Translation Practice Test (English)

You have been registered to take ALTA’s Online Translation Test. This test is designed to assess your ability to translate from one language to another language. The evaluation is done online with pre-selected texts.

Here are some important things to remember when taking the test:

  • The test contains 2 or 3 texts depending on the test that has been assigned to you.
  • Both passages must be translated in the 2- text test. You will type your translation in the box below each passage.
  • In the 3-text test, the first passage on the first page is required to translate. You will type your translation in the box below the passage. You must choose only 1 of the remaining 2 texts on the second page to translate. You will type your translation in the box below the passage that you selected.
  • The time limit is 120 minutes. A timer in the corner of the screen will inform you how much time you have remaining, and you will be given a warning five minutes before the end of your test.
  • It is important to take the test in a quiet area where you can concentrate fully on what you are writing.
  • Passages come from a variety of published news sources. Topics are general news, business, science, government, law, and medical. The passage required to translate depends of the type of test that you have been assigned.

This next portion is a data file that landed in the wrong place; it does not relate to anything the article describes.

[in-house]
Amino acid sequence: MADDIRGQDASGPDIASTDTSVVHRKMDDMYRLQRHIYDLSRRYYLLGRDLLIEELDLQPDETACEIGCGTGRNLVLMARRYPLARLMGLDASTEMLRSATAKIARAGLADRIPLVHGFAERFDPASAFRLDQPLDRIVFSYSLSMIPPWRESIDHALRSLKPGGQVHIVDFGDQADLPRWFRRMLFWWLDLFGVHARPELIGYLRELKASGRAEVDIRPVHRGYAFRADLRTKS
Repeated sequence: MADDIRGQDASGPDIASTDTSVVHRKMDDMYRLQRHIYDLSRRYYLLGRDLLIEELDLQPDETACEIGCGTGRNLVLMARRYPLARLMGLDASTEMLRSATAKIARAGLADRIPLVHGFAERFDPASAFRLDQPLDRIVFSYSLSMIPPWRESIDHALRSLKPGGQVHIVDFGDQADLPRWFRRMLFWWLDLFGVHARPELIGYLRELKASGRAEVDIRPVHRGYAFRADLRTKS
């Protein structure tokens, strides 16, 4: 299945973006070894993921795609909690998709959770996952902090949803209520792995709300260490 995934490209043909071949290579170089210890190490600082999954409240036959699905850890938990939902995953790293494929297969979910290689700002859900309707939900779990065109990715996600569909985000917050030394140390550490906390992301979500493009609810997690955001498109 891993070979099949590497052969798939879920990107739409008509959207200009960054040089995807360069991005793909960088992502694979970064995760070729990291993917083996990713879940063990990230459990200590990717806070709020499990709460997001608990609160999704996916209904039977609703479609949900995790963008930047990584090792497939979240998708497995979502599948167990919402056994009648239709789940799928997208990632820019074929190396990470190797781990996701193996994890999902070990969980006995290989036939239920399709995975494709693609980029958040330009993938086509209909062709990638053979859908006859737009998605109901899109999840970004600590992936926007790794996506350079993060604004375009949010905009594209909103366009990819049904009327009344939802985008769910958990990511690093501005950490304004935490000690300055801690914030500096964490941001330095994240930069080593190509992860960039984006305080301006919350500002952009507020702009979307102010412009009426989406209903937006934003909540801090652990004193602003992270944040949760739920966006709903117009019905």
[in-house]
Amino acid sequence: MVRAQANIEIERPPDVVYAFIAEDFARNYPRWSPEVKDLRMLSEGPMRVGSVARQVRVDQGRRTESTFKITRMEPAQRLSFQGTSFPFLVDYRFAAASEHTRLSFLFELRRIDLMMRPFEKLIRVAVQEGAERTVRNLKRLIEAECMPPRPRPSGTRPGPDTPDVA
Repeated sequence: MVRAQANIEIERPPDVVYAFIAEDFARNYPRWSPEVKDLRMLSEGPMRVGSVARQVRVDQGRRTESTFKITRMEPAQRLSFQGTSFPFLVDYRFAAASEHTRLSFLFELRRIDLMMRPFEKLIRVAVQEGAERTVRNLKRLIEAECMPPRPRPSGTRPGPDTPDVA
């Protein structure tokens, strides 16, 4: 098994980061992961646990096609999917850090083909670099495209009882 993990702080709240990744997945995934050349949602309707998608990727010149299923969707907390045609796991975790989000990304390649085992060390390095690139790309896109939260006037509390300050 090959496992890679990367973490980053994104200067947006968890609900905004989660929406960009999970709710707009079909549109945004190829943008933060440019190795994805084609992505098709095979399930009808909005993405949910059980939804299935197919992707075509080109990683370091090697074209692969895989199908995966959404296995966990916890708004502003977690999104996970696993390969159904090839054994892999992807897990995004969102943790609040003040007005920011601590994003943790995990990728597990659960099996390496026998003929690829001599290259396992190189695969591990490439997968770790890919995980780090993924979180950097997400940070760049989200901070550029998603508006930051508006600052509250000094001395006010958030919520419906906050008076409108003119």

• Passage texts are between 200 and 250 words.
  • You are able to move backward and forward through the test, if you choose. That is, if you skip a question, you will be able to come back to it later.
  • You are allowed to use only non-online reference materials for this test (paper dictionaries).
  • Once you have started your test, you may not stop it, start over, or take the test again.
  • You must click “Submit Test” when you have finished answering the last question – otherwise, your test will not be scored.


You will be evaluated on the following:
  • The accuracy of your translation
  • How well your translation maintains the style of the source text
  • Grammar, spelling (including accent marks where applicable), punctuation, and vocabulary.


Computer Requirements:
  • PC Users: Windows 10
  • Mac Users: OSX 10.5 and higher
  • Java Script (turned on)
  • Flash (downloaded for free)
  • Broadband connection
  • Supported Browsers (latest version – Chrome (recommended), Safari and Firefox)


Also, for languages with non-roman characters, character encoding needs to be set up at Unicode. It’s usually done per default. In case it’s not: in the Firefox task bar, go to view, to character encoding and make sure that Unicode (UTF-8) is selected.

(If “view” does not appear, go to web developer)

It is your responsibility to use the appropriate settings on your keyboard for the language being tested. You will not be able to insert characters with diacritical marks. Note also that the copy and paste functions are disabled within the test. If you do not know how to set up your keyboard to type those marks, please use the character codes (ALT codes). Click here to see those codes and the options based on the device you are using to take the test.

Translation Practice Test